Many flavors of Down Tube shifters
In my mind the classic old 10 speed has shifters on the down tube of the frame but this was handled in many different ways. The most common was to have the shifters mounted on a band that mounts to the frame above a brazed on lug, apparently in the early days there were no lugs and riders had issues with the shifters, under tension from the shift cables, coming loose and sliding down the tube causing paint damage and probably a few missed shifts. Some builders like to put the lug on the top facing part of the down tube (Raleigh super course shown) and others went with the underside (Miyata 912 shown).
|note triangular "lug" below the shifter band|
The route that Peugeot took is a bit different, instead of a lug they use a single shifter boss, on the drive side of the frame, and the (rear) shifter screws directly into the boss. On the non-drive side the band that goes around the down tube has the (front) shifter mounted to the band-like Shimano, Suntour, Campy etc. On the drive side of the band there is a "window" cut in the band so it can go around the boss. Hopefully these pictures will make it seem less confusing that what I just wrote.
|Shifter boss on the drive side only of the down tube|
|Peugeot specific Simplex shifter with window in band to accommodate shifter boss on frame|
|Simplex shifters on a Peugeot UO-8|
For a while in the mid to late 80s you could get this nifty center mounted down tube shifter "cluster" that bolted to the frame -kind of like like a water bottle cage. In the grand scheme of old 10/12 speeds these are kind of rare.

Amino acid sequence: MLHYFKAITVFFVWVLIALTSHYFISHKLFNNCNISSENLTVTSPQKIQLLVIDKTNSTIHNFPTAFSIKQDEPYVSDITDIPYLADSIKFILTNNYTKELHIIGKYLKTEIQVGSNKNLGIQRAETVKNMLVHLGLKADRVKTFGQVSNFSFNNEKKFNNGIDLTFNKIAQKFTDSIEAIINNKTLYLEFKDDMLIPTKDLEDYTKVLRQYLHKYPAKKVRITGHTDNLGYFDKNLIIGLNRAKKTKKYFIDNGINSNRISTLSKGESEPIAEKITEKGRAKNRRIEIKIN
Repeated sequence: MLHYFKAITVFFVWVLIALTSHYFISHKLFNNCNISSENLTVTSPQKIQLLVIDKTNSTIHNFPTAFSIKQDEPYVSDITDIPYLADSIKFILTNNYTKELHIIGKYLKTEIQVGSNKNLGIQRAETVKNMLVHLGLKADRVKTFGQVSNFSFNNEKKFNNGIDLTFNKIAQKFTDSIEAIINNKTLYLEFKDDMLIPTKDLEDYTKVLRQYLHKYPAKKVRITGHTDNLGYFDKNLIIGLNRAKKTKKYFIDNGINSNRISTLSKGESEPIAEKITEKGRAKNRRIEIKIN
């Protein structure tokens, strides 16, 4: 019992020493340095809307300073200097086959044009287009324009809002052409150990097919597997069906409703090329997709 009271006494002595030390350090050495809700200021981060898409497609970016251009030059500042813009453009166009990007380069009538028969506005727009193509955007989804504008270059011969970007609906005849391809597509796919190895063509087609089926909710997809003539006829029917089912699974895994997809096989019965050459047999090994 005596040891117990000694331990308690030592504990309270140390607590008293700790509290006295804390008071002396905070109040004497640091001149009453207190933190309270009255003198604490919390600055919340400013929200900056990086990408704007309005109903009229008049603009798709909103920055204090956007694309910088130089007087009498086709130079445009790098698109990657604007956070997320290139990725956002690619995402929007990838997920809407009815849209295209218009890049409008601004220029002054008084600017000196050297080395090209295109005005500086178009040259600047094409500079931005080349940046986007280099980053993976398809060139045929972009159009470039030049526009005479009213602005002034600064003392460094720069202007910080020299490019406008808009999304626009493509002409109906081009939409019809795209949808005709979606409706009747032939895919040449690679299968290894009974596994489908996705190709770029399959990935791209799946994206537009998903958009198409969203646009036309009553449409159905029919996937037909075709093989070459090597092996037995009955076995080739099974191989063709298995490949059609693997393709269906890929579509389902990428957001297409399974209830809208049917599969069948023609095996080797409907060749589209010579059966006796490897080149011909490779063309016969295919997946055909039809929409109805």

Like the name says these are mounted on the bar ends. This type of shifting is popular on touring bikes where riders want the simplicity and bullet proof qualities of friction but don't want to look down to shift. I like this set up as you can shift with your pinkie while on the bottom of the drops with a bit of practice. These are also popular on Time Trail bikes because you can mount them on areo bars -facing straight out from the bike-and shift without changing your aero profile. Yeah that sounds like a blast....
|Not old or 10 speed but using bar end shifters|
Again the name says it all, they are mounted on the stem. I like these least of the three as they always give me a queasy feeling in the groinal area, must be a guy thing. Anyway the bike companies marketed these in the mid 1970s as safer and easier than the classic down-tube shifters, but I think it was really a cost cutting move as they didn't have to weld an extra bit on the down tube anymore. In general you tend to see these more on an entry level bike than on the higher end "race" bikes.
|on the...um.. stem|
As if those three weren't enough choices you can borrow from early Mt. bike technology and get some Paul's thumbies (or like products) and mount your down tube shifters on the bars! As the name implies you use your thumbs (primarily) to do the shifting.
For trying to teach an old dog new tricks I tip my hat to Retro Shift (http://retroshift.com/) who've come up, in the last year, with a rather unique way to mount friction shifters that combines old with new.